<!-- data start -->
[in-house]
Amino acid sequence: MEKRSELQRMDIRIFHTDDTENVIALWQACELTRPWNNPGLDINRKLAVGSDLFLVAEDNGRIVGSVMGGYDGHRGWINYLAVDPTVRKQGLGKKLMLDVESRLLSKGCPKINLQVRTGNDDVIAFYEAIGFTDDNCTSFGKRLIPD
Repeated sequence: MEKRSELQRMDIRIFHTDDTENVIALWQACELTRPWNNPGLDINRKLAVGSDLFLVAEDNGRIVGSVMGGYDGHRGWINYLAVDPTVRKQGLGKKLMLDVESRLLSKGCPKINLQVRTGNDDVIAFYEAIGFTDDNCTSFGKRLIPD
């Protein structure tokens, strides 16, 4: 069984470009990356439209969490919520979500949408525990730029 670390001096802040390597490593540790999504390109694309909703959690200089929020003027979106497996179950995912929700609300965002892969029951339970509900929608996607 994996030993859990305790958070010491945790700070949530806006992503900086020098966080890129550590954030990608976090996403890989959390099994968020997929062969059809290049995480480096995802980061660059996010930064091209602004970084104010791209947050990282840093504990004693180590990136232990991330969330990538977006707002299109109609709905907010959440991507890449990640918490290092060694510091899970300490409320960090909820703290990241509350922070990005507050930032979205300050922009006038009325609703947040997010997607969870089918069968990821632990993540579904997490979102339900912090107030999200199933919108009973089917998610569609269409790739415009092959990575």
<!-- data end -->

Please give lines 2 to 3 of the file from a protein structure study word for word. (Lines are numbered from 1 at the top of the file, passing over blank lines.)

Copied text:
Amino acid sequence: MEKRSELQRMDIRIFHTDDTENVIALWQACELTRPWNNPGLDINRKLAVGSDLFLVAEDNGRIVGSVMGGYDGHRGWINYLAVDPTVRKQGLGKKLMLDVESRLLSKGCPKINLQVRTGNDDVIAFYEAIGFTDDNCTSFGKRLIPD
Repeated sequence: MEKRSELQRMDIRIFHTDDTENVIALWQACELTRPWNNPGLDINRKLAVGSDLFLVAEDNGRIVGSVMGGYDGHRGWINYLAVDPTVRKQGLGKKLMLDVESRLLSKGCPKINLQVRTGNDDVIAFYEAIGFTDDNCTSFGKRLIPD